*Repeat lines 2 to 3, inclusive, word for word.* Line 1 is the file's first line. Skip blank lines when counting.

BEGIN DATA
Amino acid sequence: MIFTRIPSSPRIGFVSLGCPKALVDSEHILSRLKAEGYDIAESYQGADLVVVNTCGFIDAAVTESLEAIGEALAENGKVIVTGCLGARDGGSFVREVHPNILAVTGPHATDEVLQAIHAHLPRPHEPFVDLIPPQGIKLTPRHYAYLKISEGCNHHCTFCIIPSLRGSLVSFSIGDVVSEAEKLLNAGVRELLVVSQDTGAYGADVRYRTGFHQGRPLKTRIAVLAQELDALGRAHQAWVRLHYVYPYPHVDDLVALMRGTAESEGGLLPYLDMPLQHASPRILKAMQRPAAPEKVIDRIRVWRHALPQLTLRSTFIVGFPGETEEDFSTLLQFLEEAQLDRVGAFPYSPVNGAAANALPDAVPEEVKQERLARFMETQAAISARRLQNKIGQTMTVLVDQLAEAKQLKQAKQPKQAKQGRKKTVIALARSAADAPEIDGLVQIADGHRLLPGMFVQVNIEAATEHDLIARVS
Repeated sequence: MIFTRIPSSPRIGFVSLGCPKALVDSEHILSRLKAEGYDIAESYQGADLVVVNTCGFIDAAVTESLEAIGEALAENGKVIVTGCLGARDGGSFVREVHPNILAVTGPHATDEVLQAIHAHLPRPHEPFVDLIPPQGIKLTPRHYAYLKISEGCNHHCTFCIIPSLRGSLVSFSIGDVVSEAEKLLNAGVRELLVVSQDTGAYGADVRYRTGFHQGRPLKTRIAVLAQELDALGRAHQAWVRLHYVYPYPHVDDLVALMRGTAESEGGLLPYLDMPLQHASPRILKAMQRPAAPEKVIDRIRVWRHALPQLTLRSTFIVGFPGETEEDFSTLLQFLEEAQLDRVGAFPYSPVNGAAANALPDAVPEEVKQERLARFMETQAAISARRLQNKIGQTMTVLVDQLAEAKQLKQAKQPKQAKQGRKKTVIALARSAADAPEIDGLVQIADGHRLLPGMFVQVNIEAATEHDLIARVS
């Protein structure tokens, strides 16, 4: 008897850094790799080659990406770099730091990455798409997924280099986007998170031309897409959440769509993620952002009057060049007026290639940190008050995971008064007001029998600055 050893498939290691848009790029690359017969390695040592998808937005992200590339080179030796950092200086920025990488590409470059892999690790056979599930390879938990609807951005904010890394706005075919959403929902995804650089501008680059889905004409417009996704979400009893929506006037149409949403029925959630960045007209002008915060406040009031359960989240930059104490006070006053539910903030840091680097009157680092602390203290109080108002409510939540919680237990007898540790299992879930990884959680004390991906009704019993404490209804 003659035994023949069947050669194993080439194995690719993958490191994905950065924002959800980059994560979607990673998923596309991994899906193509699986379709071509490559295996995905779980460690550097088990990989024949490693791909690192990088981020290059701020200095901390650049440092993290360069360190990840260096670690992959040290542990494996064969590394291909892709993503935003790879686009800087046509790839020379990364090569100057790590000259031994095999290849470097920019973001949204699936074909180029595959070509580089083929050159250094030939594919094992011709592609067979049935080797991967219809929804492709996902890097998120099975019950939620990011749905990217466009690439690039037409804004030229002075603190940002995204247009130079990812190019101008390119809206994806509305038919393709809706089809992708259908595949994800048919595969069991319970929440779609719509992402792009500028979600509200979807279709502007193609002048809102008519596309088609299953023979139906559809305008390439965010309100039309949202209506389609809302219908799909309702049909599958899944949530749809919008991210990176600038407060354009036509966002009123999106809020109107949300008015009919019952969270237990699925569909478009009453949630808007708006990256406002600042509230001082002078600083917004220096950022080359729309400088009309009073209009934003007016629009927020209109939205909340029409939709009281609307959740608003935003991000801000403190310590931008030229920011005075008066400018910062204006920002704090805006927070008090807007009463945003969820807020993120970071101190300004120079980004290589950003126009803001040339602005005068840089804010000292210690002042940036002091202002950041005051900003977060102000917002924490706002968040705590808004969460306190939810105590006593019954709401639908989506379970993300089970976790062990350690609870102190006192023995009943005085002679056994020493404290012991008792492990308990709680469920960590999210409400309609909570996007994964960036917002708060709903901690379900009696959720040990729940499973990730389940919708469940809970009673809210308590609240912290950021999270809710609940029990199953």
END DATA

Repeated sequence: MIFTRIPSSPRIGFVSLGCPKALVDSEHILSRLKAEGYDIAESYQGADLVVVNTCGFIDAAVTESLEAIGEALAENGKVIVTGCLGARDGGSFVREVHPNILAVTGPHATDEVLQAIHAHLPRPHEPFVDLIPPQGIKLTPRHYAYLKISEGCNHHCTFCIIPSLRGSLVSFSIGDVVSEAEKLLNAGVRELLVVSQDTGAYGADVRYRTGFHQGRPLKTRIAVLAQELDALGRAHQAWVRLHYVYPYPHVDDLVALMRGTAESEGGLLPYLDMPLQHASPRILKAMQRPAAPEKVIDRIRVWRHALPQLTLRSTFIVGFPGETEEDFSTLLQFLEEAQLDRVGAFPYSPVNGAAANALPDAVPEEVKQERLARFMETQAAISARRLQNKIGQTMTVLVDQLAEAKQLKQAKQPKQAKQGRKKTVIALARSAADAPEIDGLVQIADGHRLLPGMFVQVNIEAATEHDLIARVS
């Protein structure tokens, strides 16, 4: 008897850094790799080659990406770099730091990455798409997924280099986007998170031309897409959440769509993620952002009057060049007026290639940190008050995971008064007001029998600055 050893498939290691848009790029690359017969390695040592998808937005992200590339080179030796950092200086920025990488590409470059892999690790056979599930390879938990609807951005904010890394706005075919959403929902995804650089501008680059889905004409417009996704979400009893929506006037149409949403029925959630960045007209002008915060406040009031359960989240930059104490006070006053539910903030840091680097009157680092602390203290109080108002409510939540919680237990007898540790299992879930990884959680004390991906009704019993404490209804 003659035994023949069947050669194993080439194995690719993958490191994905950065924002959800980059994560979607990673998923596309991994899906193509699986379709071509490559295996995905779980460690550097088990990989024949490693791909690192990088981020290059701020200095901390650049440092993290360069360190990840260096670690992959040290542990494996064969590394291909892709993503935003790879686009800087046509790839020379990364090569100057790590000259031994095999290849470097920019973001949204699936074909180029595959070509580089083929050159250094030939594919094992011709592609067979049935080797991967219809929804492709996902890097998120099975019950939620990011749905990217466009690439690039037409804004030229002075603190940002995204247009130079990812190019101008390119809206994806509305038919393709809706089809992708259908595949994800048919595969069991319970929440779609719509992402792009500028979600509200979807279709502007193609002048809102008519596309088609299953023979139906559809305008390439965010309100039309949202209506389609809302219908799909309702049909599958899944949530749809919008991210990176600038407060354009036509966002009123999106809020109107949300008015009919019952969270237990699925569909478009009453949630808007708006990256406002600042509230001082002078600083917004220096950022080359729309400088009309009073209009934003007016629009927020209109939205909340029409939709009281609307959740608003935003991000801000403190310590931008030229920011005075008066400018910062204006920002704090805006927070008090807007009463945003969820807020993120970071101190300004120079980004290589950003126009803001040339602005005068840089804010000292210690002042940036002091202002950041005051900003977060102000917002924490706002968040705590808004969460306190939810105590006593019954709401639908989506379970993300089970976790062990350690609870102190006192023995009943005085002679056994020493404290012991008792492990308990709680469920960590999210409400309609909570996007994964960036917002708060709903901690379900009696959720040990729940499973990730389940919708469940809970009673809210308590609240912290950021999270809710609940029990199953």